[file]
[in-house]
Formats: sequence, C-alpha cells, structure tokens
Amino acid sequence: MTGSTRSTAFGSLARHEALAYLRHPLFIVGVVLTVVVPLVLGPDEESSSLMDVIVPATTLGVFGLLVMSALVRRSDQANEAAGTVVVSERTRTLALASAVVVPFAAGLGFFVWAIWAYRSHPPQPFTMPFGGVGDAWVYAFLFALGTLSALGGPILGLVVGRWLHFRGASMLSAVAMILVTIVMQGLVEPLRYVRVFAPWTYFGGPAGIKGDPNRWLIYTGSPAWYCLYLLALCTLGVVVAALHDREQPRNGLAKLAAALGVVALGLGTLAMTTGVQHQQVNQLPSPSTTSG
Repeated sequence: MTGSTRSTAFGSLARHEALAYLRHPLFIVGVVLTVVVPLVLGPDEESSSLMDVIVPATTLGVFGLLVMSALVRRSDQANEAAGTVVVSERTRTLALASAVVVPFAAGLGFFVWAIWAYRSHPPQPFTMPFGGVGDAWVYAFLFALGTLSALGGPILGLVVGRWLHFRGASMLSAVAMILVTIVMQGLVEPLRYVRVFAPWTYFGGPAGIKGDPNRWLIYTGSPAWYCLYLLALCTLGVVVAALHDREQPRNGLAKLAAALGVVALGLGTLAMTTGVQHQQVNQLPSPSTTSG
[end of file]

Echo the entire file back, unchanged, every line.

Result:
[in-house]
Formats: sequence, C-alpha cells, structure tokens
Amino acid sequence: MTGSTRSTAFGSLARHEALAYLRHPLFIVGVVLTVVVPLVLGPDEESSSLMDVIVPATTLGVFGLLVMSALVRRSDQANEAAGTVVVSERTRTLALASAVVVPFAAGLGFFVWAIWAYRSHPPQPFTMPFGGVGDAWVYAFLFALGTLSALGGPILGLVVGRWLHFRGASMLSAVAMILVTIVMQGLVEPLRYVRVFAPWTYFGGPAGIKGDPNRWLIYTGSPAWYCLYLLALCTLGVVVAALHDREQPRNGLAKLAAALGVVALGLGTLAMTTGVQHQQVNQLPSPSTTSG
Repeated sequence: MTGSTRSTAFGSLARHEALAYLRHPLFIVGVVLTVVVPLVLGPDEESSSLMDVIVPATTLGVFGLLVMSALVRRSDQANEAAGTVVVSERTRTLALASAVVVPFAAGLGFFVWAIWAYRSHPPQPFTMPFGGVGDAWVYAFLFALGTLSALGGPILGLVVGRWLHFRGASMLSAVAMILVTIVMQGLVEPLRYVRVFAPWTYFGGPAGIKGDPNRWLIYTGSPAWYCLYLLALCTLGVVVAALHDREQPRNGLAKLAAALGVVALGLGTLAMTTGVQHQQVNQLPSPSTTSG